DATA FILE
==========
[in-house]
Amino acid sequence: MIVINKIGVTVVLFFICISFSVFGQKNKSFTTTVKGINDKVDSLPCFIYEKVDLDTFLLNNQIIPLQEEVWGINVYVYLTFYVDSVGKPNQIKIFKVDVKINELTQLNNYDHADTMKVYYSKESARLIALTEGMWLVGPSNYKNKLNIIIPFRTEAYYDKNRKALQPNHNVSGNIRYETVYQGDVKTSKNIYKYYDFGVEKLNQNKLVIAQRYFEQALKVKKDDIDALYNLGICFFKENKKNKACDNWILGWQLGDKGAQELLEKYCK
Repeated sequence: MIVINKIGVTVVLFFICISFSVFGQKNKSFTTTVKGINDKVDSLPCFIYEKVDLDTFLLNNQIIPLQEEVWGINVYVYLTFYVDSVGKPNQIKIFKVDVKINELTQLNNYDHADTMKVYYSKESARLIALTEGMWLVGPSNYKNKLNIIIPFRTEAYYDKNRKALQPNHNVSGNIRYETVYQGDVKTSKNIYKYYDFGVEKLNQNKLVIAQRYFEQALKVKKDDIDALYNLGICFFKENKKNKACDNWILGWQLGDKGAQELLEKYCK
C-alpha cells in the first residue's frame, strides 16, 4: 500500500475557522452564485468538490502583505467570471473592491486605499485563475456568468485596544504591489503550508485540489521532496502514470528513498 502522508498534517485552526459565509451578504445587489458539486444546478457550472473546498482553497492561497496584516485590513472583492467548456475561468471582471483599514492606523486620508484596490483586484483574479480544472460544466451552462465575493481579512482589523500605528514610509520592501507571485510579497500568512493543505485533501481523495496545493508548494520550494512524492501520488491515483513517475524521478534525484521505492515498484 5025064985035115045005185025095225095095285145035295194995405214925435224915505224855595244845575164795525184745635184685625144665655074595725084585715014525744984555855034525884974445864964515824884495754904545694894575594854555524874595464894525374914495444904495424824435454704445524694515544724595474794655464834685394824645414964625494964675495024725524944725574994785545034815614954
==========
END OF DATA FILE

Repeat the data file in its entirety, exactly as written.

[in-house]
Amino acid sequence: MIVINKIGVTVVLFFICISFSVFGQKNKSFTTTVKGINDKVDSLPCFIYEKVDLDTFLLNNQIIPLQEEVWGINVYVYLTFYVDSVGKPNQIKIFKVDVKINELTQLNNYDHADTMKVYYSKESARLIALTEGMWLVGPSNYKNKLNIIIPFRTEAYYDKNRKALQPNHNVSGNIRYETVYQGDVKTSKNIYKYYDFGVEKLNQNKLVIAQRYFEQALKVKKDDIDALYNLGICFFKENKKNKACDNWILGWQLGDKGAQELLEKYCK
Repeated sequence: MIVINKIGVTVVLFFICISFSVFGQKNKSFTTTVKGINDKVDSLPCFIYEKVDLDTFLLNNQIIPLQEEVWGINVYVYLTFYVDSVGKPNQIKIFKVDVKINELTQLNNYDHADTMKVYYSKESARLIALTEGMWLVGPSNYKNKLNIIIPFRTEAYYDKNRKALQPNHNVSGNIRYETVYQGDVKTSKNIYKYYDFGVEKLNQNKLVIAQRYFEQALKVKKDDIDALYNLGICFFKENKKNKACDNWILGWQLGDKGAQELLEKYCK
C-alpha cells in the first residue's frame, strides 16, 4: 500500500475557522452564485468538490502583505467570471473592491486605499485563475456568468485596544504591489503550508485540489521532496502514470528513498 502522508498534517485552526459565509451578504445587489458539486444546478457550472473546498482553497492561497496584516485590513472583492467548456475561468471582471483599514492606523486620508484596490483586484483574479480544472460544466451552462465575493481579512482589523500605528514610509520592501507571485510579497500568512493543505485533501481523495496545493508548494520550494512524492501520488491515483513517475524521478534525484521505492515498484 5025064985035115045005185025095225095095285145035295194995405214925435224915505224855595244845575164795525184745635184685625144665655074595725084585715014525744984555855034525884974445864964515824884495754904545694894575594854555524874595464894525374914495444904495424824435454704445524694515544724595474794655464834685394824645414964625494964675495024725524944725574994785545034815614954